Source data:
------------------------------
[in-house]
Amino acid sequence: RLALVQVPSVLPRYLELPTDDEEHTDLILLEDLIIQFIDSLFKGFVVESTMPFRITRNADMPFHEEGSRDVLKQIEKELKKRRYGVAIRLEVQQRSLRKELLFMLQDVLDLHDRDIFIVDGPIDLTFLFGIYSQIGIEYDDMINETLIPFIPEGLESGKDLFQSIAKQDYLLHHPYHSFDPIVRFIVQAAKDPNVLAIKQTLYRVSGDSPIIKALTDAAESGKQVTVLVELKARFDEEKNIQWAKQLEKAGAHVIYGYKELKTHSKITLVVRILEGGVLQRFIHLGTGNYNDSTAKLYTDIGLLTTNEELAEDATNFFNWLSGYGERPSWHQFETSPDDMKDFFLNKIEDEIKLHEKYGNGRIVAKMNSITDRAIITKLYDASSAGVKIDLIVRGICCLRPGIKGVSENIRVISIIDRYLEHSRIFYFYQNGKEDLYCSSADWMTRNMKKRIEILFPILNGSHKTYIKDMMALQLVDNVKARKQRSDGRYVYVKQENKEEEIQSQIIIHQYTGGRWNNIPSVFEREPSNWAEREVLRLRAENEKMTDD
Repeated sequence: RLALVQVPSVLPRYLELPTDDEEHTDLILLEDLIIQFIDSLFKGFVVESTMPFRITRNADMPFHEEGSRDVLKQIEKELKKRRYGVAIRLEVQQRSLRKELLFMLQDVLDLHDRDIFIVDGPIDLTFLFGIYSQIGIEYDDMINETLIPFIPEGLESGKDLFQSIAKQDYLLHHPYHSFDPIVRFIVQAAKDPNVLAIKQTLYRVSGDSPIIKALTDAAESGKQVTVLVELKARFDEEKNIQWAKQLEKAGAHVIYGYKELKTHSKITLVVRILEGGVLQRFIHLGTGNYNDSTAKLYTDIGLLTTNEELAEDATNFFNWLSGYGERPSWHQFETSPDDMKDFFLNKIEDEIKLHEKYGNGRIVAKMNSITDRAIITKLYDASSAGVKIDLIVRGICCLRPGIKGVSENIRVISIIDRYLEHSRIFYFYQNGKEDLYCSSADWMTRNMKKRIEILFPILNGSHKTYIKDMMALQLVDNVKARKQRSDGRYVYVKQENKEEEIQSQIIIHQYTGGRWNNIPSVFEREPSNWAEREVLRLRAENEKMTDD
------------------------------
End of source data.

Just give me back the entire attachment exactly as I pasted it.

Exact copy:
[in-house]
Amino acid sequence: RLALVQVPSVLPRYLELPTDDEEHTDLILLEDLIIQFIDSLFKGFVVESTMPFRITRNADMPFHEEGSRDVLKQIEKELKKRRYGVAIRLEVQQRSLRKELLFMLQDVLDLHDRDIFIVDGPIDLTFLFGIYSQIGIEYDDMINETLIPFIPEGLESGKDLFQSIAKQDYLLHHPYHSFDPIVRFIVQAAKDPNVLAIKQTLYRVSGDSPIIKALTDAAESGKQVTVLVELKARFDEEKNIQWAKQLEKAGAHVIYGYKELKTHSKITLVVRILEGGVLQRFIHLGTGNYNDSTAKLYTDIGLLTTNEELAEDATNFFNWLSGYGERPSWHQFETSPDDMKDFFLNKIEDEIKLHEKYGNGRIVAKMNSITDRAIITKLYDASSAGVKIDLIVRGICCLRPGIKGVSENIRVISIIDRYLEHSRIFYFYQNGKEDLYCSSADWMTRNMKKRIEILFPILNGSHKTYIKDMMALQLVDNVKARKQRSDGRYVYVKQENKEEEIQSQIIIHQYTGGRWNNIPSVFEREPSNWAEREVLRLRAENEKMTDD
Repeated sequence: RLALVQVPSVLPRYLELPTDDEEHTDLILLEDLIIQFIDSLFKGFVVESTMPFRITRNADMPFHEEGSRDVLKQIEKELKKRRYGVAIRLEVQQRSLRKELLFMLQDVLDLHDRDIFIVDGPIDLTFLFGIYSQIGIEYDDMINETLIPFIPEGLESGKDLFQSIAKQDYLLHHPYHSFDPIVRFIVQAAKDPNVLAIKQTLYRVSGDSPIIKALTDAAESGKQVTVLVELKARFDEEKNIQWAKQLEKAGAHVIYGYKELKTHSKITLVVRILEGGVLQRFIHLGTGNYNDSTAKLYTDIGLLTTNEELAEDATNFFNWLSGYGERPSWHQFETSPDDMKDFFLNKIEDEIKLHEKYGNGRIVAKMNSITDRAIITKLYDASSAGVKIDLIVRGICCLRPGIKGVSENIRVISIIDRYLEHSRIFYFYQNGKEDLYCSSADWMTRNMKKRIEILFPILNGSHKTYIKDMMALQLVDNVKARKQRSDGRYVYVKQENKEEEIQSQIIIHQYTGGRWNNIPSVFEREPSNWAEREVLRLRAENEKMTDD